Wednesday, 20 May 2015
Of Holidays and Holy Days
Happy Victoria Day to those of you who celebrate today as a Holiday. Holiday originally meant holy day but it has lost much of that meaning for many people. There is not too much that is holy about the 2-4 weekend in today’s society except for those who worship beer at the cottage. Of course many of our holidays originally had a religious connotation being connected to Christmas and Boxing Day, Good Friday and Easter Sunday and even Easter Monday. But even those have taken on a secular connotation in modern culture. I recently bemoaned that fact that the Easter Egg hunt in this part of my world is held on Good Friday morning. I had a letter to the local paper publish those remarks to which I received some positive response. There is also the new custom of wishing people happy holiday instead of Merry Christmas. People obviously are oblivious to the fact they are wishing people a happy holy day. However, the secularization of our Holy Days cannot be denied.
Perhaps this is why my thoughts this morning have turned to prayer even though Victoria Day is one of those holidays which does not have religious connotations. I have been in a couple of discussions recently about why we pray. I am reminded of the reflection I used for a Diocesan Council meeting some years ago which follows:
Dean Alan Jones of Grace Cathedral, San Francisco has noted that there are only two prayers: ‘Help’ and ‘Thank-you’. Everything else is just a footnote or variation and expansion on the basic theme—whether it is praise, adoration, confession, supplication or thanksgiving.
I believe that the essence of those two prayers ‘Help’ and ‘Thank you’ can in turn be summed up by ‘O God’ depending on how you speak that phrase. ‘O God!!!’ which could be followed by ‘what was I thinking’ or ‘what were they thinking’ or ‘what were you thinking God’. Or ‘O God!!!’ which could be followed by ‘isn’t this wonderful’ or ‘aren’t you wonderful’. These true prayers probably should always followed by exclamation marks.
Whether it is ‘Help’ or ‘Thank you’, to pray is to strive to place ourselves more closely in right relationship with God and with God’s creation. We need our God-given imagination to apprehend what that right relationship is or can be. The poet Mary Oliver tells us that the world gives us an invitation to right relationship through our imagination every day:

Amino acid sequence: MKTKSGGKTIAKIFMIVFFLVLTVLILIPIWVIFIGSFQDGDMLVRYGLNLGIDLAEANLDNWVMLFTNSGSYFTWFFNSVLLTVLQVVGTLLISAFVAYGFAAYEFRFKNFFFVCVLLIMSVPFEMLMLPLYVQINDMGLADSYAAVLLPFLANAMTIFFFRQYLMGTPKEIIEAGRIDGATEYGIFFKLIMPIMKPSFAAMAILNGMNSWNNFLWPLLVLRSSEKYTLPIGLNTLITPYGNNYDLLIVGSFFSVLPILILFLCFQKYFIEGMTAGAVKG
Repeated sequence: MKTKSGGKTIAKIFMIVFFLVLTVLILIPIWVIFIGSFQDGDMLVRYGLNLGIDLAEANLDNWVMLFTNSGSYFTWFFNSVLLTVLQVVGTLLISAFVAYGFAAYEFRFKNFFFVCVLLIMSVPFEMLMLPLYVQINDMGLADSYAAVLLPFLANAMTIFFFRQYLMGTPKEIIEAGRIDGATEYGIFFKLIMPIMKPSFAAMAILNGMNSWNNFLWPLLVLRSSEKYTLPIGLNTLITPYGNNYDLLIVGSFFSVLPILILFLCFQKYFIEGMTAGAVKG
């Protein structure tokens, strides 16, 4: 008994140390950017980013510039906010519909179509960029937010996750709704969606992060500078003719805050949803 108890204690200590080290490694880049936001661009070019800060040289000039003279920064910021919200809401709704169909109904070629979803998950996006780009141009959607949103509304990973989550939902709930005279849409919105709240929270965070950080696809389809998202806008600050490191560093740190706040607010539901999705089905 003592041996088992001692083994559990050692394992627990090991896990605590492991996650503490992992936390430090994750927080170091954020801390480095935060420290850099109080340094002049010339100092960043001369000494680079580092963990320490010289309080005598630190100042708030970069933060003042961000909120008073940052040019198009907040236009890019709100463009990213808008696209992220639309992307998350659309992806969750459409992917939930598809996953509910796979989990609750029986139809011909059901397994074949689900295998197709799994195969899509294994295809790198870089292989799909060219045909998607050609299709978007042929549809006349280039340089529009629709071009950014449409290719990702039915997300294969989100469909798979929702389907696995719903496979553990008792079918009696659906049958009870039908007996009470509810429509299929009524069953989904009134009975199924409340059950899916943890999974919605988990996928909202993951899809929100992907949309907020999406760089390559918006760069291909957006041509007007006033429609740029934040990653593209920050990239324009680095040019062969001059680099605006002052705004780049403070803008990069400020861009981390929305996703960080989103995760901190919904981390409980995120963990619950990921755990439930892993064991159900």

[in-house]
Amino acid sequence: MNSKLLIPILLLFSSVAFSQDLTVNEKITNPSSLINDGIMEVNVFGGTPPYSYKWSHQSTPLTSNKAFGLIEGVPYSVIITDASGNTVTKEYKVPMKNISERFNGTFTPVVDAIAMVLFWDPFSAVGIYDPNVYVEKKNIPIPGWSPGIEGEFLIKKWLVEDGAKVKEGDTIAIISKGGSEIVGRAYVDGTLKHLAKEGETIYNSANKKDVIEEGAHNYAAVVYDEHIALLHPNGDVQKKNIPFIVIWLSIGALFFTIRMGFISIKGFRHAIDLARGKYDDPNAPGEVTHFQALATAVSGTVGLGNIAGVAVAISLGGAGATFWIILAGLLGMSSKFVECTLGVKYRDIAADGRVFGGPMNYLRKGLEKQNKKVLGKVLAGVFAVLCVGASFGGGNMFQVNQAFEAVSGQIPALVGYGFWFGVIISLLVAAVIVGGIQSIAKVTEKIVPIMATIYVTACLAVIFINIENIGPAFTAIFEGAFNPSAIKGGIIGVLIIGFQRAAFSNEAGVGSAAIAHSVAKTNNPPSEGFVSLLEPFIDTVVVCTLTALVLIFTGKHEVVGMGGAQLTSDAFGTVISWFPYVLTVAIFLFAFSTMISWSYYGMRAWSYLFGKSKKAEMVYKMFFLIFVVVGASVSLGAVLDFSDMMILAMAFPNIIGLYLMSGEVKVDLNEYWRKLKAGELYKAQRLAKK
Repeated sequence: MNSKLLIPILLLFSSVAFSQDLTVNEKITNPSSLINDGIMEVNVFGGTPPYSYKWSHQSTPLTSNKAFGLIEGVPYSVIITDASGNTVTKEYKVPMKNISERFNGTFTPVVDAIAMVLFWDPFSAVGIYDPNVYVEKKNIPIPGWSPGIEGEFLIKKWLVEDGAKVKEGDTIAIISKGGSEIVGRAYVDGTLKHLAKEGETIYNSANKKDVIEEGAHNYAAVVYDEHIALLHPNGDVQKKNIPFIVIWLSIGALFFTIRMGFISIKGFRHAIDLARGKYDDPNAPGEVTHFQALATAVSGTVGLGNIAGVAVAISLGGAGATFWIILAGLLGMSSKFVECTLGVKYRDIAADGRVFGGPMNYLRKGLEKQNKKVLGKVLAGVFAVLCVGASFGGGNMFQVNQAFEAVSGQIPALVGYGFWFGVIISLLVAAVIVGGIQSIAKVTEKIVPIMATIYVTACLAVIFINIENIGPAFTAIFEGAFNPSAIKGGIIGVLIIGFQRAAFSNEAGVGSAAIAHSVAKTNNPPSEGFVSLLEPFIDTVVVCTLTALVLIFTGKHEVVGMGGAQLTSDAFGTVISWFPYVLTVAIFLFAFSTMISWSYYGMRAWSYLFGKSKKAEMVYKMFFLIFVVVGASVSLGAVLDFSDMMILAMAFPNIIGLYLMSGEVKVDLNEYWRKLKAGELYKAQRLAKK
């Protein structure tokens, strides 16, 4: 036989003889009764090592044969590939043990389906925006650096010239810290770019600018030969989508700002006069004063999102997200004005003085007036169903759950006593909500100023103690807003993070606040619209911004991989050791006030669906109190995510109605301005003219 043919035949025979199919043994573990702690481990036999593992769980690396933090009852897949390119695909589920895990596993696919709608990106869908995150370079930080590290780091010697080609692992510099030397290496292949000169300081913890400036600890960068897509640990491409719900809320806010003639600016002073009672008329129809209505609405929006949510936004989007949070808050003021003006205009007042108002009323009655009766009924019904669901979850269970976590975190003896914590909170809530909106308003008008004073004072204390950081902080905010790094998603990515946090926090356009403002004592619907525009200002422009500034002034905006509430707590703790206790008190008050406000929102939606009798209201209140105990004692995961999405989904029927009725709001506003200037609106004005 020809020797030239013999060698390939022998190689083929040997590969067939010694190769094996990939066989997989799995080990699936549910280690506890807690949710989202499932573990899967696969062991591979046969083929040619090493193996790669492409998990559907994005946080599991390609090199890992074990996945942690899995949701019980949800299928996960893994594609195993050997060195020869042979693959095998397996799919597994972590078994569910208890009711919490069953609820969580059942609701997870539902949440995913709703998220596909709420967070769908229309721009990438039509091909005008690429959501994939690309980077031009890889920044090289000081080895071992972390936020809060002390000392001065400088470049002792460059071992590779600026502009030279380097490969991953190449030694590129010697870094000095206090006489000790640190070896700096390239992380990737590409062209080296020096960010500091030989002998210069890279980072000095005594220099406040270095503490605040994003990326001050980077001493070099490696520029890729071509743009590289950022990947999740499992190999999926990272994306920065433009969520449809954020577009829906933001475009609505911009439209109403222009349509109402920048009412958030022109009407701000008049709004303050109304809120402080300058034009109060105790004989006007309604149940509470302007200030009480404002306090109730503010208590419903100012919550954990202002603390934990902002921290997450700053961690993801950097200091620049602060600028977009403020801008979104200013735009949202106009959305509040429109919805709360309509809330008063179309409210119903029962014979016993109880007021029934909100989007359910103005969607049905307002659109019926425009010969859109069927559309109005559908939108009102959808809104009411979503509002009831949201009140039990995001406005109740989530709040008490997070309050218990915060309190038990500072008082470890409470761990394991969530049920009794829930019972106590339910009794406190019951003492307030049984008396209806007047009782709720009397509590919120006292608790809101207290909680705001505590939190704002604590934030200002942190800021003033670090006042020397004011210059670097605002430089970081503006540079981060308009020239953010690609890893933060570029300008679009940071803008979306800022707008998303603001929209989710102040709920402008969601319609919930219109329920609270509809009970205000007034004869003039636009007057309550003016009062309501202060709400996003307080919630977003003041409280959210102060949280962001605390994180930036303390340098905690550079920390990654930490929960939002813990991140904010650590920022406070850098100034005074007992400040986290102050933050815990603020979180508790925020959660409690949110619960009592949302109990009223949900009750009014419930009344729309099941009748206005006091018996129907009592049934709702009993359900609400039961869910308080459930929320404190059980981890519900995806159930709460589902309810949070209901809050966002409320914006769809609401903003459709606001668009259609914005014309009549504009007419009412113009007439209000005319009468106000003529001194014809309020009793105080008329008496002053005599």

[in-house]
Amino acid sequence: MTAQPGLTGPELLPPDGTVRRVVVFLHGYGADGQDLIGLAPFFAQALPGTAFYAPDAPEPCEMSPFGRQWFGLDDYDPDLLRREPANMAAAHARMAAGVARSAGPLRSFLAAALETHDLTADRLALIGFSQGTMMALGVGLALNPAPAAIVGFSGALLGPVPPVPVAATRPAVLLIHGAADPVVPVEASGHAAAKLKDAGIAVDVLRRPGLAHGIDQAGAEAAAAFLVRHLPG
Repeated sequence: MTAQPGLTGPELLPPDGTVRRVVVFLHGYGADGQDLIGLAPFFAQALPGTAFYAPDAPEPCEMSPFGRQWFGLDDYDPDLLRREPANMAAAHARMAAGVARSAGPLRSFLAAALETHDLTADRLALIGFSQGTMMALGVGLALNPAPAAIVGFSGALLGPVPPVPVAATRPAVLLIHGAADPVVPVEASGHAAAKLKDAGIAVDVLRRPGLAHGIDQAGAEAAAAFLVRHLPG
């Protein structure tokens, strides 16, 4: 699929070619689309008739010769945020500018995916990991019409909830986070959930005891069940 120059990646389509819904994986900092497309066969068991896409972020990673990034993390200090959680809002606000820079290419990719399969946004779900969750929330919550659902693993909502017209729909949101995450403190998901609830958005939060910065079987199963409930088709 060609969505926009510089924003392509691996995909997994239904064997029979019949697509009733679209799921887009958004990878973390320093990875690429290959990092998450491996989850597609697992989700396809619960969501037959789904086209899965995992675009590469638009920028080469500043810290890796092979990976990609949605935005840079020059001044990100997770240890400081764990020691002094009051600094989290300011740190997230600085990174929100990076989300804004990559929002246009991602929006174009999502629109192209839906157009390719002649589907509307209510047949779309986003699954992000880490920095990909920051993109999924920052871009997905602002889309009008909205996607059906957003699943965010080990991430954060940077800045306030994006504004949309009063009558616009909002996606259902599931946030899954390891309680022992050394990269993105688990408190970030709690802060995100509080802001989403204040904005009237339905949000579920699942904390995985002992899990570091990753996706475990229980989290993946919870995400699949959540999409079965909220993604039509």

Whoever you are, no matter how lonely,
The world offers itself to your imagination,
Calls you like the wild geese,
Harsh and exciting,
Over and over announcing your place
in the family of things.
In today’s meeting let us pray ‘Help’.
Gracious and loving God help us to open our imaginations to all that you are offering us. Help us to imagine and see the path to our right place in the family of things—in God’s family—in our lives as God’s children, in our parishes and especially in our work today for the part of God’s kingdom that is the Diocese of Huron. In silence let us open our hearts and minds and bodies and souls and imaginations to the help that God offers us. Amen.
This morning I noted that there are two prayers ‘Help’ and ‘Thank you’. We ended with the prayer ‘Help’ that God would enable us to open our imaginations to right relationship with God for ourselves, our parishes, and the Diocese. Let us pause and reflect on where we have been this morning. Let us reflect on where have we had difficulty in opening our imagination to see where that right relationship could be? Let us reflect on where we have opened our imagination to what the right relationship with God is. Let us reflect on where we have seen but not followed the path of right relationship. Let us reflect on where have we have moved to be more in right relationship with God and God’s creation.
Let us pray. Gracious God we thank you for all that you have given us this morning. ‘Thank you’ for all that you will continue to give us this afternoon and when we return to our homes and parishes to continue to seek the right relationship that God intends for us as God’s Children and God’s Church. Amen.